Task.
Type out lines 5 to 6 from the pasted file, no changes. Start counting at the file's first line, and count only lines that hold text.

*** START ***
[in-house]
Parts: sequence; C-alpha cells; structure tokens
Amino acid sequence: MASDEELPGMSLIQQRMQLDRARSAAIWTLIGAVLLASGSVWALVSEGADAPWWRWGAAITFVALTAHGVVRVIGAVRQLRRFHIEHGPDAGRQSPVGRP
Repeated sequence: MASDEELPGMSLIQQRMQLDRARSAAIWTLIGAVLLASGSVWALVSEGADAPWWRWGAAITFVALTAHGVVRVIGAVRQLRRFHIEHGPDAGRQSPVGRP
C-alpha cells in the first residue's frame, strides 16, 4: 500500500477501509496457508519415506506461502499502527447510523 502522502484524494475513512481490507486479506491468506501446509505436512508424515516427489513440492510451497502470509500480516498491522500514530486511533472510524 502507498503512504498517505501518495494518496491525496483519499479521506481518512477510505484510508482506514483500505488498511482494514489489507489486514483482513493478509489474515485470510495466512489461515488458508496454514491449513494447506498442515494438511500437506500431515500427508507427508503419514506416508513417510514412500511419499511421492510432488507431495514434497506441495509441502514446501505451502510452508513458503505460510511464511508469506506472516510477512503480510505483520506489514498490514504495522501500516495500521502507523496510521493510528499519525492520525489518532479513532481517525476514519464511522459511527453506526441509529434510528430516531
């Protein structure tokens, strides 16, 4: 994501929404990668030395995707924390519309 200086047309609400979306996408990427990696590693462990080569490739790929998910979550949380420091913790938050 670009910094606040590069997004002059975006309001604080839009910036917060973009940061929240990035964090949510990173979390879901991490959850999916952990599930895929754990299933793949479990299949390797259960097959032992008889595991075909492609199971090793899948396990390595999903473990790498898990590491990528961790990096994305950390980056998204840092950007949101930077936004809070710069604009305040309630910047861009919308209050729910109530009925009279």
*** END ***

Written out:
C-alpha cells in the first residue's frame, strides 16, 4: 500500500477501509496457508519415506506461502499502527447510523 502522502484524494475513512481490507486479506491468506501446509505436512508424515516427489513440492510451497502470509500480516498491522500514530486511533472510524 502507498503512504498517505501518495494518496491525496483519499479521506481518512477510505484510508482506514483500505488498511482494514489489507489486514483482513493478509489474515485470510495466512489461515488458508496454514491449513494447506498442515494438511500437506500431515500427508507427508503419514506416508513417510514412500511419499511421492510432488507431495514434497506441495509441502514446501505451502510452508513458503505460510511464511508469506506472516510477512503480510505483520506489514498490514504495522501500516495500521502507523496510521493510528499519525492520525489518532479513532481517525476514519464511522459511527453506526441509529434510528430516531
């Protein structure tokens, strides 16, 4: 994501929404990668030395995707924390519309 200086047309609400979306996408990427990696590693462990080569490739790929998910979550949380420091913790938050 670009910094606040590069997004002059975006309001604080839009910036917060973009940061929240990035964090949510990173979390879901991490959850999916952990599930895929754990299933793949479990299949390797259960097959032992008889595991075909492609199971090793899948396990390595999903473990790498898990590491990528961790990096994305950390980056998204840092950007949101930077936004809070710069604009305040309630910047861009919308209050729910109530009925009279």